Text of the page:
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Working out is HARD. It requires consistent dedication to the cause both in and out of training sessions. It also requires variation in order to continue seeing growth and progress. Your body quickly learns and adapts to a training method and after a while, your progress will plateau and you will no longer see the gains that you used to. This is when your workouts need to be spiced up to engage both mind and muscle to overcome new physical challenges. But fear not — I have you covered.
If you read a previous post of mine about whether to use weight-lifting or callisthenics as the form of resistance in your programme, chances are you are here because you are wanting EVEN MORE from your workouts in ways that may not have even crossed your mind. If you didn't, then why not check it out? The link is just below:
Weight-lifting vs Callisthenics
If you are here because you have been working out a while but your workouts become more of a chore than enjoyment, then this may be the perfect solution for you.
For all of these methods, there is a very small (if any) financial investment that will basically pay for itself through usage and effectiveness in your programme. You will also need a decent space in order to use them, ideally a large open space like a field or garden.
1. Tyres (and Sledgehammer)
This form of exercise is possibly my favourite in terms of shaking up a routine. Old tyres can be often picked up for free from garages and storage sites since it costs them to dispose of them they are often happy to give them away.
These are highly universal in their purpose, and dependant on the size of the tyre can mean a greater difficulty for you and your body. I like to use standard car tyres and a lengthy piece of rope for resistance sprints (only about 40-50 yards) dragging the tyre behind me. It is a great way to build up speed and power, and send your body into overdrive in terms of energy use and recovery.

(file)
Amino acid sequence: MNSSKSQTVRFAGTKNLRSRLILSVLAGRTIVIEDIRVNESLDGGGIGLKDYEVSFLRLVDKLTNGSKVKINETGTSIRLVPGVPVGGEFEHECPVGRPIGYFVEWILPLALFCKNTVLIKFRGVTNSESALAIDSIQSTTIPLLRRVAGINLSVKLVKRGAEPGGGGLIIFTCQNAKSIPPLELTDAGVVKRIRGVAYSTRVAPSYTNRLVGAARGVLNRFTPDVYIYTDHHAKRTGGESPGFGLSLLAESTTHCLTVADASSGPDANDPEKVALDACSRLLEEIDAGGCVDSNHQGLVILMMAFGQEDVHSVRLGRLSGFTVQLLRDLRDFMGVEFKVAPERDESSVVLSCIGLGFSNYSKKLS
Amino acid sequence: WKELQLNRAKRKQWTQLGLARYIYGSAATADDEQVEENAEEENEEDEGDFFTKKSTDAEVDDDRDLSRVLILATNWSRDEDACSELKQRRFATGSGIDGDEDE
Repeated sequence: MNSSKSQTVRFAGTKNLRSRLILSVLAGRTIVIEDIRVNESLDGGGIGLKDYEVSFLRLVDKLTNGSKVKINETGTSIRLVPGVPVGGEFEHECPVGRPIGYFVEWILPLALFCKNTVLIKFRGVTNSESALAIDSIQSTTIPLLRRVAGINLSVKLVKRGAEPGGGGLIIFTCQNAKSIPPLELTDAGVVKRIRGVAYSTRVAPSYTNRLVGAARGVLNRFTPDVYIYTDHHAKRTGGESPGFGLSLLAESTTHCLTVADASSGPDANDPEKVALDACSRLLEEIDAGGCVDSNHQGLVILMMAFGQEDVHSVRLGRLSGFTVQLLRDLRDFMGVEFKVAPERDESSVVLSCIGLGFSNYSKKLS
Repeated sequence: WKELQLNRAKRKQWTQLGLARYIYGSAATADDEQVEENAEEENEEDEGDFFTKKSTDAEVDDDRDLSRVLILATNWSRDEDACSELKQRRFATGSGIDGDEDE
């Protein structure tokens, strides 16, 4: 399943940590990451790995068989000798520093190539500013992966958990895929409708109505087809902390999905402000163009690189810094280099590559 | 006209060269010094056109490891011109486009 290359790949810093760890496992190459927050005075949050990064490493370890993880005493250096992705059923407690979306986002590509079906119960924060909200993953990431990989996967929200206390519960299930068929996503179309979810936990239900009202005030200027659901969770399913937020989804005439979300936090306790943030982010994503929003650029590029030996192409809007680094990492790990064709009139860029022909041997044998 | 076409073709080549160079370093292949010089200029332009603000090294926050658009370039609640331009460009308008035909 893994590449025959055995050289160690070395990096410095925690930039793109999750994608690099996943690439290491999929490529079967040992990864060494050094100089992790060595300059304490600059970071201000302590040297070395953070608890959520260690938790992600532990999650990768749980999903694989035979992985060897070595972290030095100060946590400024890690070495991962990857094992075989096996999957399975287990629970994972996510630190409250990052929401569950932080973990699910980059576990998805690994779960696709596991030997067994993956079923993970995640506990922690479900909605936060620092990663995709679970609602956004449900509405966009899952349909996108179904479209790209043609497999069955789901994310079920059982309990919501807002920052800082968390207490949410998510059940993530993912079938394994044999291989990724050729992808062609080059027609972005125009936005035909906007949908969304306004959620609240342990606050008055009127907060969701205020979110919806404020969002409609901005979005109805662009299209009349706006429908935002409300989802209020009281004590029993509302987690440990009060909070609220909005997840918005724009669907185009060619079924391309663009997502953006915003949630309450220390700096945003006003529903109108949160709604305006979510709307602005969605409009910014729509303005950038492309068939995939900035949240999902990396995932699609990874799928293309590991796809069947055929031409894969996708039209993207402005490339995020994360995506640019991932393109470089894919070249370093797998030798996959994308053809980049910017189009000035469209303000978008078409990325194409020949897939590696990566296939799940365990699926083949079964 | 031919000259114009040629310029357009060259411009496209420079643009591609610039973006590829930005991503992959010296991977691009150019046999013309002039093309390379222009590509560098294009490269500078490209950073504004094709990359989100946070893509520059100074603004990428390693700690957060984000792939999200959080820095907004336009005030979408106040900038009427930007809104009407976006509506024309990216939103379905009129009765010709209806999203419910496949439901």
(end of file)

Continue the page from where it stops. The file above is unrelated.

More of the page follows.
Large tractor tyres are by far the best (in my opinion) for their effectiveness in training. Tyre flips are a great compound exercise, working your legs, back and shoulders, along with core stability and arm strength. When performed at a high intensity, tyre flips are a great anaerobic exercise that forces your body to work at a far higher rate than it is probably used it. Due to the unbalanced nature of the tyre, it also works stabiliser muscles in a way that standard weight-lifting may not.
If pretending to be Thor is your thing, then sledgehammer tyre smashes are an awesome way to burn some serious calories and de-stress at the same time. I mean, have you ever seen a stressed person smashing the living daylights out of a tyre? Probably not.
There is a tonne of exercises that can be done with tyres, and it doesn't cost you anything to get them. So if you have the space to use them, I seriously suggest picking up a few and getting to work. Creativity also goes a long way in how you use them, too.
2. Battle Ropes
Battle ropes, like the ones used in tug-of-war competitions, are another super-effective way to add that variation into your workouts. They come (usually) in 9, 12, and 15-meter lengths with widths of either 38 or 50 millimetres. Naturally, as length and width increases, the weight also does, but a 15-meter length and 38-millimetre diameter rope will work well for most people. But doing your own research into the most suitable size for you is always the best way to make sure you get the most out of them.